I’ve loved Magnolia trees since I was a child: my Granny had one in her big, beautiful garden and me and my brother used to climb into it (it wasn’t very big so we’d sort of climb inside it rather than climb up it), hidden by the flowers, and play in our massive imaginary worlds. I’ve always had a fondness for them ever since. Then there was a huge one outside my therapist’s office and it always used to make me feel better when therapy felt overwhelming and just too hard. We have one in our garden now although it’s still a baby and has a way to go before it’s a ‘real’ tree.
“Flowers rewrite soil, water, and sunshine into petal’d poetry.” – Terri Guillemets
5. SITTING IN THE SUN ON THE DECK
I don’t often sit out on the deck – I’m not very good at just relaxing and not doing anything – but when I do, I love the feeling of the breeze in my hair and the sun on my skin. The word kind of makes me cringe but it feels so nourishing. I have to be a bit careful though: for some reason, my skin seems only able to take a certain amount of direct sunlight before reacting, getting red and overheated (so far no one has figured out what causes it). But in small doses, I love it and I can almost feel an inner meter going up, like a health meter in a video game.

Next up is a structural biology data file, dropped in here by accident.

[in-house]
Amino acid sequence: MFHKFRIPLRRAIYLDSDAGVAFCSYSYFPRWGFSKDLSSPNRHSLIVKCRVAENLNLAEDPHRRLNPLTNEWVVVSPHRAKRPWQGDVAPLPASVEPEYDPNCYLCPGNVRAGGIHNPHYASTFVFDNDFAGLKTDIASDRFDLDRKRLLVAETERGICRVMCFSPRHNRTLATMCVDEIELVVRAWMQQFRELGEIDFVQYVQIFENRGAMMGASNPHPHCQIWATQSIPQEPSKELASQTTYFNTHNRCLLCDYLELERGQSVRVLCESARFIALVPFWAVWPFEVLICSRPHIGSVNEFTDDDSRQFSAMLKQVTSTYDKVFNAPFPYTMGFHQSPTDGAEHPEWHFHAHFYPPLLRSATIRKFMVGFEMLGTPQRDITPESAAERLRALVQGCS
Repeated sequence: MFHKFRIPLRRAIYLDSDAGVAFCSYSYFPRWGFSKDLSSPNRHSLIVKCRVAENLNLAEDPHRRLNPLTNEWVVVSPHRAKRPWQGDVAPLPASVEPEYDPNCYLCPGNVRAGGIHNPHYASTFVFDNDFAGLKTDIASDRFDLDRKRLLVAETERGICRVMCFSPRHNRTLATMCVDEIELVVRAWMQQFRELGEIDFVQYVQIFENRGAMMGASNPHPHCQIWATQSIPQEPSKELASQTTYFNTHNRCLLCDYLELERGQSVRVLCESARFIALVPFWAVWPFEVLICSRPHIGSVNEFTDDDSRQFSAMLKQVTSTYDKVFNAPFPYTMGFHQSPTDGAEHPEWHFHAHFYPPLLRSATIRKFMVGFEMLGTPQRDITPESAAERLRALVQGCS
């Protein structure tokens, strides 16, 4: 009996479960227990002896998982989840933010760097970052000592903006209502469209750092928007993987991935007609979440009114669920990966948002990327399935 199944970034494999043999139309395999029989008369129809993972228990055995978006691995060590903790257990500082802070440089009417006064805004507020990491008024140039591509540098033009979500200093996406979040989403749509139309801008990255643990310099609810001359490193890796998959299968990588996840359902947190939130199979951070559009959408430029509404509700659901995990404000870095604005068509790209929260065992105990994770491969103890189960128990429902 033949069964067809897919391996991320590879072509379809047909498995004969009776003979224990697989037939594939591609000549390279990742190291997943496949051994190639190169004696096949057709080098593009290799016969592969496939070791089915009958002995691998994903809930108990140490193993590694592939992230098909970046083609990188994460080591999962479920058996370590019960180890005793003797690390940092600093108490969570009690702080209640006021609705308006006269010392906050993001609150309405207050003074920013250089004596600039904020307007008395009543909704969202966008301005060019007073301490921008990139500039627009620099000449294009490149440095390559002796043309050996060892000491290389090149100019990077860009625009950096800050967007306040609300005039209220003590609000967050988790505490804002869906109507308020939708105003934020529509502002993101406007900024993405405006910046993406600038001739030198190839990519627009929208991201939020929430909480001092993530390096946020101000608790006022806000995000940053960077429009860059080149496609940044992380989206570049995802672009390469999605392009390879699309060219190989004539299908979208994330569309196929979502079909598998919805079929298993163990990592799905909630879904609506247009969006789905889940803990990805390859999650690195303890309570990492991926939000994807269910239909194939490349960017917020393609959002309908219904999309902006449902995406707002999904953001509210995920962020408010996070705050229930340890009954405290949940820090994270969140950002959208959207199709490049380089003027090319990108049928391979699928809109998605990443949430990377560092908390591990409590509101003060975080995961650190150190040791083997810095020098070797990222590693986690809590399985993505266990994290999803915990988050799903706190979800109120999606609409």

“In nature, nothing is perfect and everything is perfect.” – Alice Walker
While I’m not swimming in a ‘natural environment’ (especially with the pandemic, the water has enough chemicals in it to make your eyes burn), water itself is a natural environment so I’m going to include it anyway. Due to my chronic pain, swimming is currently the only exercise I can do – at the very least until my joints, strength, and stamina are better – and fortunately, I love swimming. As you can probably tell from the photos below. It’s always such a relief to get in the water and be essentially weightless, and I love being able to exercise and work hard without pain (even though I have been known to overdo it and suffer the consequences the next day). The whole experience makes me so joyously happy.